Few things can beat the feeling of real paper cards and dice. It’s fantastic to sit across from another human opponent and see the gears whirring in their heads as sweat beads on their brow. Playing traditional tabletop trading card games is as fun now as it has ever been.

That being said, it’s not easy for the working adult to keep playing their favorite TCG as much as they used to, which is why I’m so happy that these games have been digitized and can now be played on tablets and phones. Now you can sit on your couch and get in a few rounds of Magic: the Gathering before you go to bed. Even lunch breaks at your soul-destroying job can now include a quick round of your favorite card game.

The problem is that there are now so many TCG video games it can be hard to know where to begin, so here is a list of five top-tier names that have plenty of people to play against.



Hearthstone did for mobile TCG video games what Magic: The Gathering did for the physical game it essentially invented, based on the lore of the wildly popular World of Warcraft franchise. Whether you know anything about WoW or not, Hearthstone is the benchmark against which all other digital TCGs are measured. The game has incredibly high production values, as we expect from Blizzard entertainment. Games are fast and intense. New formats and card packs are regularly released, and there’s a strong international ranking with big cash prizes for the world’s best players.

Being the game design geniuses they are, Blizzard developers have created a TCG that’s natively digital and has many mechanics that could only work in the virtual world. You can also play for free, earning in-game currency to spend on card packs and expansions. Only truly impatient or highly-competitive players will feel the urge to spend money. Since I enjoy the actual game so much, it never feels like work to grind enough virtual money to pay for things. The game also sets daily challenges that help you earn money at a faster pace.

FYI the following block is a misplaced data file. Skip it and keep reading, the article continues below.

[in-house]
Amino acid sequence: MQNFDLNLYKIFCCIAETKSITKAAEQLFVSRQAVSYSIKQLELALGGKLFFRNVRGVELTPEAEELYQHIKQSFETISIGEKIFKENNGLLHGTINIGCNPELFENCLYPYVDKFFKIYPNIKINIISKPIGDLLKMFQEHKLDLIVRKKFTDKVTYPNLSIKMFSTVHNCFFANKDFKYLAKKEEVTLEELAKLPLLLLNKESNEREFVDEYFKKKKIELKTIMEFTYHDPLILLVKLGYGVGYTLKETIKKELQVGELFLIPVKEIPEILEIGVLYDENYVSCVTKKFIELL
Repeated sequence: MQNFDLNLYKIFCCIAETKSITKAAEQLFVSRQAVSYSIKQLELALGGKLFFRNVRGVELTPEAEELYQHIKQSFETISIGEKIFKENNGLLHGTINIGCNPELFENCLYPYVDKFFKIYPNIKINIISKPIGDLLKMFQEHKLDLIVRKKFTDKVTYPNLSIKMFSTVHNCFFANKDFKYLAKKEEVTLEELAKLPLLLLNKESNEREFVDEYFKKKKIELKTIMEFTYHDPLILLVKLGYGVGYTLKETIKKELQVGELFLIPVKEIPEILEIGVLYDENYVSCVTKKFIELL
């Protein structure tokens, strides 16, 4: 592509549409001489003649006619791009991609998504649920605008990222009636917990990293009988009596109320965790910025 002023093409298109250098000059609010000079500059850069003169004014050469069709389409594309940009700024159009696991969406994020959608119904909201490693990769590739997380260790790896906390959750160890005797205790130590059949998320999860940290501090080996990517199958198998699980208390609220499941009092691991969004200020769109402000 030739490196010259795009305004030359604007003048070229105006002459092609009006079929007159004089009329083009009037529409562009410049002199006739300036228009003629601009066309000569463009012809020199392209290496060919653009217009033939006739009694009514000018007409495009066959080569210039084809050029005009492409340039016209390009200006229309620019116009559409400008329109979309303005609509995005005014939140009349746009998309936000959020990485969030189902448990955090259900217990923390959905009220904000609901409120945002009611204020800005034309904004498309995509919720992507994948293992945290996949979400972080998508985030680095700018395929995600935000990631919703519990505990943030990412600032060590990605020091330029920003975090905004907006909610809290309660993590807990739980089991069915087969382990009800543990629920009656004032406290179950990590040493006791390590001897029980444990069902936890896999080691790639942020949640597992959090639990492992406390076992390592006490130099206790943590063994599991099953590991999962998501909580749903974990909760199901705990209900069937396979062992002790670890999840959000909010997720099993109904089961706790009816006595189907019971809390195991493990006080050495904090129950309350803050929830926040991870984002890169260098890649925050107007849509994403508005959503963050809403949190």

While playing against human opponents is the ultimate form of the game, Hearthstone offers plenty of single-player content, including fun campaigns that offer powerful new cards as prizes. Hearthstone represents the future of TCGs, and anyone who likes this style of gameplay should give it a try.

The Witcher: Gwent

The Witcher Gwent

The Witcher games, based on a series of popular Polish fantasy stories by Andrzej Sapkowski, have become a surprise smash hit. The last game in the trilogy, in particular, became a mainstream darling and is one of the best computer RPGs ever made.

Within The Witcher 3 there’s a mini-game known as Gwent. Clearly inspired by Magic: The Gathering, Gwent is played by characters within the game world, so your character can also build a deck and take part in Gwent matches. The popularity of Gwent in The Witcher 3 led the developer CD Projekt Red to create a standalone version of the game. However, the Gwent from The Witcher 3 has been substantially reimagined.

Gwent is a very tactical game where position matters quite a bit. Instead of cards attacking each other or the health bar of a player, the game is played over three rounds using a single deck of cards. Best out of three rounds win. You win a round by having the most cumulative points. There are three positions for cards, each representing a combat distance. There are also cards that modify the weather, which affects the scores of certain cards. The strategic element is quite pronounced in this TCG.